Letters

Letters To The Editor, 27th October 2017

Stop dreaming Timoci Gaunavinaka, Nausori In 2014 the citizens of Fiji elected a Government to govern our nation. The election result was so overwhelming.  Our current Prime Minister alone won
27 Oct 2017 11:34
Letters To The Editor, 27th October 2017

Stop dreaming

Timoci Gaunavinaka, Nausori

In 2014 the citizens of Fiji elected a Government to govern our nation.

The election result was so overwhelming.  Our current Prime Minister alone won more votes than all the Opposition (SODELPA + NFP) “parliamentarians” votes combined.

The next set of voting is just around the corner.

But until then, they are still the legitimate Government chosen by the people for the people.

Some prominent politicians and Union leaders marched in protest against Government’s implementation of civil servants’ contracts and demanded a $4 minimum wage last Saturday.

Some of them stood in that 2014 election but failed to win a single seat in Parliament.

They were humiliated and rejected by an overwhelming majority of the people and it seems they are still sore about it today.

The civil service is not our father’s company where we can take a job and stay there until retirement at 55 whether we perform or slept on the job.

To do that will be cheating the people.

Civil servants exist to serve the people.

To get the best people in terms of qualification, experience and performance to serve our nation best, contract system must be implemented to ensure a more focused and competitive recruitment and performance.

It is as simple as 1 + 1 = 2.

A single mother who earns an average salary of $400 a fortnight cannot afford to pay her housegirl the minimum wage of $320 a fortnight (@ $4 an hour  x 80 hours = $320) and left with only $80 to pay her rent, electricity, water, transport to and from work, food, furniture, clothes, phone bills, kitchenware.

This will force her to quit working thus increasing our number of unemployment.

It applies to various sectors of our workforce.

The number of people who marched last Saturday represented less than a quarter per cent of the workers in Fiji.

The International Labour Organisation is already working very closely with Government on our various labour issues and is fully aware of all the logics and nonsense behind all these issues.

Perhaps the Prime Minister and Attorney-General should organise a march in Suva for all the people who want to show their support on various Government Policies and also show this ‘little, tiny and insignificant’ number where they truly stand.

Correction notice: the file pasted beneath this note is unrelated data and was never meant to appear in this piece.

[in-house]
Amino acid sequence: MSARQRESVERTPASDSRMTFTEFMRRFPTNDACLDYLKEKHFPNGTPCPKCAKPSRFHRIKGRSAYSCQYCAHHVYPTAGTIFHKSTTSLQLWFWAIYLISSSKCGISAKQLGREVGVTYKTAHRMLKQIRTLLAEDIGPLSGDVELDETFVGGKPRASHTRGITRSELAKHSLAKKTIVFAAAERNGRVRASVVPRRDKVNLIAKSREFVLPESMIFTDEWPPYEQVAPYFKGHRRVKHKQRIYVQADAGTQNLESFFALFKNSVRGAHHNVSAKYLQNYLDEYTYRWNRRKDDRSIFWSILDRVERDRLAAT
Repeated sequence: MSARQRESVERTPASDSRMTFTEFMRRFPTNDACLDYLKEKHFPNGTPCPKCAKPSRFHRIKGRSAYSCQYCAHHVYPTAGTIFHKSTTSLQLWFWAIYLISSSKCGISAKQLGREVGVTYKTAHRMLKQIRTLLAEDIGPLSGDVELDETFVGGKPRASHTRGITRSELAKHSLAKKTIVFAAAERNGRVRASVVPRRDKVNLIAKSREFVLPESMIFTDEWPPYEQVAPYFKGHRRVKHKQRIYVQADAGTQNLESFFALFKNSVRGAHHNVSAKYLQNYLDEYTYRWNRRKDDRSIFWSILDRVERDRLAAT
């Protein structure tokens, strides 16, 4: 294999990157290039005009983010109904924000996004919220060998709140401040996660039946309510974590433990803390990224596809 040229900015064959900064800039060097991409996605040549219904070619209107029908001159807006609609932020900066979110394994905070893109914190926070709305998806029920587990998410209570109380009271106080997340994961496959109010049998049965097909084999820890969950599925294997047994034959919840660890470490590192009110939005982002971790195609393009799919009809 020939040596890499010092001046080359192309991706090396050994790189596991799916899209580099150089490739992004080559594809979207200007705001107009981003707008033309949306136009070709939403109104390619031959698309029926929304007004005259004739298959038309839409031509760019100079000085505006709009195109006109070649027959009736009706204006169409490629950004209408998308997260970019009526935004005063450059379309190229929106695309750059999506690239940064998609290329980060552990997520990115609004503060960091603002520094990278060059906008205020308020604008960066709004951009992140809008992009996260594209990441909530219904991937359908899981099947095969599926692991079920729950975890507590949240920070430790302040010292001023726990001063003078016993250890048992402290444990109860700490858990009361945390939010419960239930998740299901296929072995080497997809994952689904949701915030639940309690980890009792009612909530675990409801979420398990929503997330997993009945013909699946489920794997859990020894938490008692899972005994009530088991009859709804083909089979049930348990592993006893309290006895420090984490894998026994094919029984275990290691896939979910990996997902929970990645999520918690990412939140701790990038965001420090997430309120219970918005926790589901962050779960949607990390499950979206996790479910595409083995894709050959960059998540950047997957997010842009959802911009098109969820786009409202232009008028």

The personal agendas of a few must never be allowed to overshadow the wishes of an overwhelming majority who wish to take this nation to progress and prosperity.

It is time we drag them back to Earth and its realities from their self-centred dreams.

Back yard Garden

Neelz Singh, Lami

Beating or reducing the cost of importation is to support locally grown market.

Whether it is backyard garden setups, chicken, piggery, goats sheep’s cattle dairies or locally grown in fields or farms.

Locally-grown food uses less fuel to deliver better health and more flavours.

Eating locally grown food seven helps in the fight against global warming.

Buying locally produced food eliminates the need for all that fuel-guzzling transportation.

Food systems can be divided into two major types: the global industrial food system, and sustainable/local (or regional) food systems.

Food is grown (or raised) and harvested close to consumers’ homes, then distributed over much shorter distances than is common in the conventional global industrial food system.

In general, local and regional food systems are associated with sustainable agriculture, while the global industrial food system is reliant upon industrial agriculture. 

This comprises all aspects of food production (the way the food is grown or raised; the way the food is harvested or slaughtered; and the way the food is processed, packaged, or otherwise prepared for consumer purchase) and food distribution (where and how the food is sold to consumers and how the food is transported).

It supports the future of farming the stronger our local farmer gets, the more we ensure local goods can be grown and raised for generations to come.

It boosts our well being. Of course, when local foods are grown sustainably, using humane animal practices and without pesticides and chemical fertilizers, we can also be confident that our food is healthier and environmentally friendly.

So every time you buy food grown in your region (Fijian Made), you can feel good knowing you are making a difference.

It tastes better!

Finally, local foods taste better because they are in-season, recently harvested and didn’t have to travel far to get to our plates.

Feedback:  jyotip@fijisun.com.fj

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